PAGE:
"Where that chip money at? I love me some chip money!"
It's the one phrase Sunday night players at the Spring Hotel will probably remember for a long time. It's funny now to hear the players recount the words, imitate the robbers, and have the phrase "chip money" slowly sneak into the local poker lexicon. At the time, though, it was the farthest thing from funny. Because when the thugs who hijacked the Spring Hotel couldn't find the house bank (aka "chip money"), they fired their gun for the first time.
By Monday night, victims of the second Greenville poker robbery in two months were able to laugh about it and deny ever being actually scared or now emotionally scarred. I caught up with some of them Monday night where they were--no surprise--playing poker.
One player was sitting at the end of the table when he heard a commotion at the main entrance to the Spring Hotel. He looked up to see a player's girlfriend with a gun to her head. She'd been walking outside when the thugs jumped her. The robbers, one curiously tall, were all dressed in dark clothes, had their faces covered, and wore latex surgical gloves.
Immediately players recognized the MO. After the robbery two months ago at the Black Stallion, the story of how the robbers made everyone drop their pants had spread quickly through the poker community. The players at the Spring Hotel knew what was coming.
Within seconds they were all taking off their pants and noticing the oddest of details--how many people were wearing boxers versus briefs, what was written on the side of the gun, who was and who was not in the room. One player fumbled with his cash and phone and tried to drop them into his socks. He missed his target and tried to cover his money with his shoe. It worked until the robbers made the rounds around the table and started picking up everything. The player's shoe got moved and his money--a good score on its own for the thugs--sat in open view.
At first, it looked like the hijackers were going to be happy with their take out of the players' pockets. The money split among them, they were going to have a good night without taking any more. However, there was was clearly a leader among the group and he knew the score. He knew how to get there, he knew what kind of money was available, and he knew what to search for.
That's when he said it.
"Where that chip money at? I love me some chip money!"
Nobody said anything. It was likely the players themselves didn't know for sure where the money was. The dealer and the operators were mum. The robbers grew more agitated. The next thing the players would remember was the shot.
One of the operators was already on his knees. When the gun went off, the big man fell onto his chest and didn't move. Everyone--in their underwear--stood in shock.
"I thought, 'Someone's actually been shot in here,'" one player said.
The operator had not been shot, but no one knew that until he eventually turned his head to see the robbers searching the house. Finally, they found the cash they were looking for. Nearly sated, they headed for the door with the money, credit cards, cell phones, pants, belts, and at, as would later be inventoried, at least one shoe.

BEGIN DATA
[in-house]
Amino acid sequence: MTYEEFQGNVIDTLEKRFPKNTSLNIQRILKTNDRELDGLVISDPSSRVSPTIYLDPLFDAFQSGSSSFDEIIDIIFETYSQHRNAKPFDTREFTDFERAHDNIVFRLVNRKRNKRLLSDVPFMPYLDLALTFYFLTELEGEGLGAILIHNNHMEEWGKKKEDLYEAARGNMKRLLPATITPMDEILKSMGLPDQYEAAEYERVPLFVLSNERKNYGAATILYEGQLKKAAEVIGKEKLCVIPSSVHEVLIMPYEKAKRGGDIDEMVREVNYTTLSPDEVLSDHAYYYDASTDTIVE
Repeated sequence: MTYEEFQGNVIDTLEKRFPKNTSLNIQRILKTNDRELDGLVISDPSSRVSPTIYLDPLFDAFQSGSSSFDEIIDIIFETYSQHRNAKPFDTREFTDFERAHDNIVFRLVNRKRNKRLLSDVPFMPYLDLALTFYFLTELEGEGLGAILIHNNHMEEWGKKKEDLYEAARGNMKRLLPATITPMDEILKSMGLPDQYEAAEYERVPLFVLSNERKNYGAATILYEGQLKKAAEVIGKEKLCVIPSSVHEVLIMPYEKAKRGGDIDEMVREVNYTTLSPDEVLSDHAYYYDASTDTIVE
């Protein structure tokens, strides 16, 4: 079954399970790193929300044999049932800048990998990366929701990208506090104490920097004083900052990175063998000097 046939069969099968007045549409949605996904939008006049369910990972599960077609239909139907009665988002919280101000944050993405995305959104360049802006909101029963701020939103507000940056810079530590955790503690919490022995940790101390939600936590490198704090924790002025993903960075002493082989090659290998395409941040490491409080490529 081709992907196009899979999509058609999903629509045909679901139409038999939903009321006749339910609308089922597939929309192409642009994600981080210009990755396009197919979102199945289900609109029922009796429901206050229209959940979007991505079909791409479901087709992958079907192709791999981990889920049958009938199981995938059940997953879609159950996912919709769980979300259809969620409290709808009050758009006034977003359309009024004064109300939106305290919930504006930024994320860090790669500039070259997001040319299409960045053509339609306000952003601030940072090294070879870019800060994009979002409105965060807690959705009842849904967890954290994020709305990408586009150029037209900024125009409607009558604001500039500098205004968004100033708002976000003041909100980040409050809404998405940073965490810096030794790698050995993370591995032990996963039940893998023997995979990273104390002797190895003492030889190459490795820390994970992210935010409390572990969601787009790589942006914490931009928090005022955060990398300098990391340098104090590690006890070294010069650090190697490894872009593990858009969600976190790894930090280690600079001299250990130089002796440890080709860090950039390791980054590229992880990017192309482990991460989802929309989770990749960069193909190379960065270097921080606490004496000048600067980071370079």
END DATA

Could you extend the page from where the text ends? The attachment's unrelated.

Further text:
"Grab that suitcase," the lead robber said. "It looks expensive."
While it was clear the robbers had been tipped to the game and how it worked, they were still laughingly unaware of value. They grabbed a cheap metal chip case and headed for the door. Then, like a scene out of a wild west robbery, one of them fired a final shot in the air and the masked men disappeared into the night
Then began the frustrated inventory. Everyone had lost what was in their pockets. Blackberries full of contacts and months of unbacked-up data were gone. Keys, credit cards, drivers licenses, thousands of dollars, and clothing were all gone. So was one of the remaining bastions for poker players in G-Vegas.
While there is more to this story, it's nothing I can tell here. There's only so much that can be put in a public forum.
By Monday night, the laughter had returned. One player remarked how he expected to be jumpy and still shaking from the night before. Instead, he was just pissed off. He couldn't stop thinking about the robbers driving down the interstate, "thinking they were bad motherfuckers."
While bold, few people would call the robbers anything but opportunists. The cheapest form thievery is stealing from people you know won't shoot back or call the cops. However, bad motherfuckers or not, they got away and put another ding in the local poker community.
"You see my new phone? It's the 2007 Razor," said one player with mock pride at last night's game. He held up a brick of a cell-phone circa 2003, one he had pulled out of a drawer to replace the one he had stolen the night before. He fumbled with the key pad and mumbled, "Takes me ten minutes to send a text message on this thing."
Old school poker players will tell you, it's all part of the game. Getting raided or hijacked was just part of the territory. The old stories told by the Texas road gamblers are fun, legendary, and even a little romantic. However, when people you care about are staring down the barrel of a gun, the romance ends. The idea of attending the funeral of people that I consider friends is not something I consider the least bit fun.
A younger Otis, one with sick ideas of romantic danger and James Dean cum Christian Slater-like violent brooding, might have gotten off on the idea of having a gun shoved in his face and living to tell about it. This particular Otis, however, is much more content to suffer with lower back pain, an ulnar nerve tweak, and an expanding waistline as his bigger physical dangers. That is, this is a story that is intriguing to hear, but not one I want to tell again.
Because, in short, it's just not worth it.